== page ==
Reaching for the Stars in Space Domain Awareness

The HENSOLDT optical telescope mounting plate has been unveiled at Greenhill Observatory north of Hobart.

The new mount signifies HENSOLDT’s continued collaboration with the University of Tasmania to further develop Australia’s space awareness capacity and build national capacity in STEAM (science, technology, engineering, arts and mathematics) by expanding infrastructure for support these careers.

The frame was unveiled by the Honorable Madeleine Ogilvie, Minister for Science and Technology. It was donated by HENSOLDT Australia to upgrade the 50cm Optical Telescope, which is part of a suite of space infrastructure owned and managed by the University of Tasmania.

This Australia-wide network includes six radio telescopes and radars capable of observing objects, satellites and space debris in near-Earth orbit and more distant objects, including tracking distant space missions and d asteroids.

The HENSOLDT mount allows for more flexible and faster movement of the telescope, thereby significantly supporting and improving the spatial tracking capabilities of the system.

Professor Simon Ellingsen, Dean of the School of Natural Sciences at the University of Tasmania, said the upgrade to the 50cm Optical Telescope provided an exciting opportunity to test and demonstrate a range of new approaches to raising awareness of spatial domain. “Combining data from different sensors is really the way of the future and will help us stay at the forefront of developments in this field.”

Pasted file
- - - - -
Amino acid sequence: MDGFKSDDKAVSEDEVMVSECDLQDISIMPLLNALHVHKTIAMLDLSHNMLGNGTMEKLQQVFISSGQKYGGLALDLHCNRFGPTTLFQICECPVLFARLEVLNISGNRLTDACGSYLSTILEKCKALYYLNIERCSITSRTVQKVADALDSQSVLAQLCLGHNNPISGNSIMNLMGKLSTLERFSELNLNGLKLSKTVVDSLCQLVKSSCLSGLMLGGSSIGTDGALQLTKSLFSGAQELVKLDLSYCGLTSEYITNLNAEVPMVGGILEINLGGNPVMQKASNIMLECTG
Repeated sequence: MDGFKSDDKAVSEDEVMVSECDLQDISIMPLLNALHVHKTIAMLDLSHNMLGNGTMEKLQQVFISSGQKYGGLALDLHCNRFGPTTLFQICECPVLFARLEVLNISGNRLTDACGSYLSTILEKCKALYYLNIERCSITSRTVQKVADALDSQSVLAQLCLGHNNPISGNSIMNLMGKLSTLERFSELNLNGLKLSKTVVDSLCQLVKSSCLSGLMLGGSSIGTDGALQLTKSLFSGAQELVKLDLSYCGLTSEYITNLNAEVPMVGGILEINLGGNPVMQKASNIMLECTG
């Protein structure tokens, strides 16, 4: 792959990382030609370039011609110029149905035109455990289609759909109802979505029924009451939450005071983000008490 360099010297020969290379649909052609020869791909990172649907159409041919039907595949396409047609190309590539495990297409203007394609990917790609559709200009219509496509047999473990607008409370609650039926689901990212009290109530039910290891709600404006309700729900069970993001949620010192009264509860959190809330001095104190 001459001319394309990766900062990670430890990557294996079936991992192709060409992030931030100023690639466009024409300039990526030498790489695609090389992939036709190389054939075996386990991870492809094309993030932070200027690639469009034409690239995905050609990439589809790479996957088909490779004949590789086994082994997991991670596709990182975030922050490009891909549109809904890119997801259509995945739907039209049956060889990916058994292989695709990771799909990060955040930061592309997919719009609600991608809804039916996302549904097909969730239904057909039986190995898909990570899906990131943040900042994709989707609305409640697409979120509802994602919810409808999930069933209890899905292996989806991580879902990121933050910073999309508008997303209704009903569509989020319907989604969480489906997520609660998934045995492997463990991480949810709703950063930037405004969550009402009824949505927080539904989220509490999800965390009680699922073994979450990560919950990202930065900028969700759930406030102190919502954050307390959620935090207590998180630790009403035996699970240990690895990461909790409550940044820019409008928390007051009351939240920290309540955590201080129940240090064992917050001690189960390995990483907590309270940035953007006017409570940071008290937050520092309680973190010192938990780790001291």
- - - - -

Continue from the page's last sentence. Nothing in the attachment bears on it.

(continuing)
Scott Reeman, Managing Director of HENSOLDT Australia, said the optical mount system would further enhance Australia’s space awareness and space research capabilities at the University of Tasmania. “It symbolizes HENSOLDT’s continued commitment to building national capacity through cooperation with the University and the Tasmanian State Government. This is another step by the Southern Guardian Team to develop and secure Australia’s critical domestic space capability,” he said.

Minister Madeleine Ogilvie said the optical telescope upgrade would enable Tasmania to maintain its leadership in space observation, strengthen the state’s role as a leader in space awareness and generate public interest. enthusiasm for careers in science. “Tasmania’s space sector is reaching new heights, and this is a wonderful opportunity to celebrate the partnerships that make its continued growth possible.”

HENSOLDT is also committed to developing career paths for Tasmanian STEAM students who wish to continue living and working in the state. Growing state infrastructure and the space-related business ecosystem will ensure more jobs in trades, business support, and higher education.

HENSOLDT and the University of Tasmania formed the Southern Guardian Partnership in 2021. The partnership combines the capabilities of HENSOLDT, a leading provider of platform-independent technology solutions to the space sector, with Australia’s network of space sensors owned by the University.